Creditors and Others
The term “creditors and others” includes present creditors, future creditors and those who might become creditors of a debtor. A plaintiff seeking an order reversing a transfer does not need to show that he or she was a creditor of the transferor at the time of the transaction. It is sufficient if the possible claim was within the contemplation of the transferor: Abakhan & Associates Inc. v. Braydon Investments Ltd, 2008 BCSC 1547; aff’d 2009 BCCA 521.
However, for the purposes of the FCA, a possible claim does not include a claim against the estate of the transferor pursuant to the Wills Estates and Succession Act, SBC 2009, c. 13, (“WESA”). Such will variation claims do not satisfy the test because they do not arise until after the death of the transferor. To be able to use the FCA to successfully attack a transfer, a spouse or child of the transferor must have had a legal or equitable claim against the transferor during his or her lifetime, and the claim must not be trivial: Mawdsley v Meshen, 2010 BCSC 1099; 2012 BCCA 91.For example, in Antrobus the plaintiff had an unjust enrichment claim against her parents while they were alive based on her long-time services to them and their promises that she would receive their estate.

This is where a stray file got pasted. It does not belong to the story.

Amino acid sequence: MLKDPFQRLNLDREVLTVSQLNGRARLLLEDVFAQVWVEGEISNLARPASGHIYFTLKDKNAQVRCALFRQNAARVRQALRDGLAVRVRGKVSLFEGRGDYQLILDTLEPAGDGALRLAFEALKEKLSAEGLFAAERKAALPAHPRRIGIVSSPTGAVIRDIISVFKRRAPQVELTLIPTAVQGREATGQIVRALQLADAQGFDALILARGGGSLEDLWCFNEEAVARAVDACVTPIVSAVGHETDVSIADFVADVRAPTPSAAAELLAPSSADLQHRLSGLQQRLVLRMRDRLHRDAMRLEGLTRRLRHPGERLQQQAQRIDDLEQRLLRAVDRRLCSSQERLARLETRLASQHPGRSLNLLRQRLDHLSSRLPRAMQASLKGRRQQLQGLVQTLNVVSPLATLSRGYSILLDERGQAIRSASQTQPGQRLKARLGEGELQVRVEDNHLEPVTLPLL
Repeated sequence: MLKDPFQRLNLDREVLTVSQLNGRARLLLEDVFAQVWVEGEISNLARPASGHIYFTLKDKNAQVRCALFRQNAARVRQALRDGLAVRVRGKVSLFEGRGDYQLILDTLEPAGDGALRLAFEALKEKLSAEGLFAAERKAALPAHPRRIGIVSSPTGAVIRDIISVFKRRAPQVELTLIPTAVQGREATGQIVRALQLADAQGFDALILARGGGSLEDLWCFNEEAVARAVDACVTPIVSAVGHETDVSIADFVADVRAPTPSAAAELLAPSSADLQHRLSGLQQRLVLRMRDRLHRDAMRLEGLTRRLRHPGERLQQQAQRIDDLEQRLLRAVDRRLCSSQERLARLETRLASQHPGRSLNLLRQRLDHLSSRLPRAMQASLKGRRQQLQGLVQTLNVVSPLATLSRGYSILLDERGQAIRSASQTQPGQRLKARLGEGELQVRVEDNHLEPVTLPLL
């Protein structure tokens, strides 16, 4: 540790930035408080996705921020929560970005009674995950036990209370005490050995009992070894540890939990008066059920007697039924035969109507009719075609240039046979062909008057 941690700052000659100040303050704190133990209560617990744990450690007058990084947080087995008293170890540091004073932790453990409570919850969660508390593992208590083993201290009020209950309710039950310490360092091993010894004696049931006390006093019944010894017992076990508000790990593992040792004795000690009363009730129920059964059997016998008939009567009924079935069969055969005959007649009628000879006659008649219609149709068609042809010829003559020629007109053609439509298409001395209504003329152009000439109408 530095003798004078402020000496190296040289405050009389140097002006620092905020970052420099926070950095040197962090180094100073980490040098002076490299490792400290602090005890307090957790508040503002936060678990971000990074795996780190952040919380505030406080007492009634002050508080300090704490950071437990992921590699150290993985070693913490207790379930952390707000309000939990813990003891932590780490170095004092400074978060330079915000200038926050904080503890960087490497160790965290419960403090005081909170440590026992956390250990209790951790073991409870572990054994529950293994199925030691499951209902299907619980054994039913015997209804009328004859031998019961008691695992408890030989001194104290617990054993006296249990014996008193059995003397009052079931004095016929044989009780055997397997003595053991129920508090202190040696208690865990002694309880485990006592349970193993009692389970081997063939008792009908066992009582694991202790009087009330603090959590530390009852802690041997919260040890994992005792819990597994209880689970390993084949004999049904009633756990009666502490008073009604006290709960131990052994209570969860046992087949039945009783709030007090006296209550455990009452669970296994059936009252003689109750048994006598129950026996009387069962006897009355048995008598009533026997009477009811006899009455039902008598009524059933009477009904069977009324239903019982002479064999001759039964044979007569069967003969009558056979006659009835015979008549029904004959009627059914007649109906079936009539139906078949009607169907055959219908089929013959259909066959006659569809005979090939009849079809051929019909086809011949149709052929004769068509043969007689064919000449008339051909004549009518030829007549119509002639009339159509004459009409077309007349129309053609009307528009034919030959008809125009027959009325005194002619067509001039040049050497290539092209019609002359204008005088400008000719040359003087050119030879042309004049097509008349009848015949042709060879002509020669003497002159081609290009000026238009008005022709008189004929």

FCA Claim Made to Replenish the Estate
If a spouse or child establishes that a transfer by his or her spouse or parent was a fraudulent conveyance, the asset may be available to satisfy a wills variation claim against the transferor’s estate pursuant to WESA. In effect, the estate will be replenished with the asset which had been fraudulently conveyed away. However, to repeat, this only applies when the FCA claim has the essential foundation of a legal or equitable claim against the transferor existing during his or her lifetime.